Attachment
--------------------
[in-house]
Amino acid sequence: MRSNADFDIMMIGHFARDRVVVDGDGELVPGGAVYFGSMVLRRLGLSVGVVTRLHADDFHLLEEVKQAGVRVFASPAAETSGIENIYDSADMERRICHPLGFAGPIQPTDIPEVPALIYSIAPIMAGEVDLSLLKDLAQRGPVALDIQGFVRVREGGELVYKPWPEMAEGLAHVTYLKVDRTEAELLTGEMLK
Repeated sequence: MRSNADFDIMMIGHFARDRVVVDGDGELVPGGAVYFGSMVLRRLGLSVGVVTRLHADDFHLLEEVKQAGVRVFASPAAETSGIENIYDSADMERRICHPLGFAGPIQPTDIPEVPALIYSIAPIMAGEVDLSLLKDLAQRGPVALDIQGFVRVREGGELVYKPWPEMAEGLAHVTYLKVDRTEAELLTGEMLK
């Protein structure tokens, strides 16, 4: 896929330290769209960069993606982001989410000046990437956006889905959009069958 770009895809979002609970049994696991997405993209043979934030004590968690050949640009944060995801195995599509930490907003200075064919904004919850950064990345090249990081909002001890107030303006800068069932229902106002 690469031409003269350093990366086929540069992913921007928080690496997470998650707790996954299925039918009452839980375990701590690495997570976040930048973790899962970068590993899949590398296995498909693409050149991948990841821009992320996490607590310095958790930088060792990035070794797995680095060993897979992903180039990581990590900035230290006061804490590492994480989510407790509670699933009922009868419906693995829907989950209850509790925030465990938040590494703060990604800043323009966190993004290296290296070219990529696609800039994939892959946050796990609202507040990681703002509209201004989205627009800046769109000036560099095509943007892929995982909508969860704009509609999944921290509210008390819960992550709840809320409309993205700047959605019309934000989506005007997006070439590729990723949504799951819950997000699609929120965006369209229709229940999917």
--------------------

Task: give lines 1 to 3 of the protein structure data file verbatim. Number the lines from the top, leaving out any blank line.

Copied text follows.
[in-house]
Amino acid sequence: MRSNADFDIMMIGHFARDRVVVDGDGELVPGGAVYFGSMVLRRLGLSVGVVTRLHADDFHLLEEVKQAGVRVFASPAAETSGIENIYDSADMERRICHPLGFAGPIQPTDIPEVPALIYSIAPIMAGEVDLSLLKDLAQRGPVALDIQGFVRVREGGELVYKPWPEMAEGLAHVTYLKVDRTEAELLTGEMLK
Repeated sequence: MRSNADFDIMMIGHFARDRVVVDGDGELVPGGAVYFGSMVLRRLGLSVGVVTRLHADDFHLLEEVKQAGVRVFASPAAETSGIENIYDSADMERRICHPLGFAGPIQPTDIPEVPALIYSIAPIMAGEVDLSLLKDLAQRGPVALDIQGFVRVREGGELVYKPWPEMAEGLAHVTYLKVDRTEAELLTGEMLK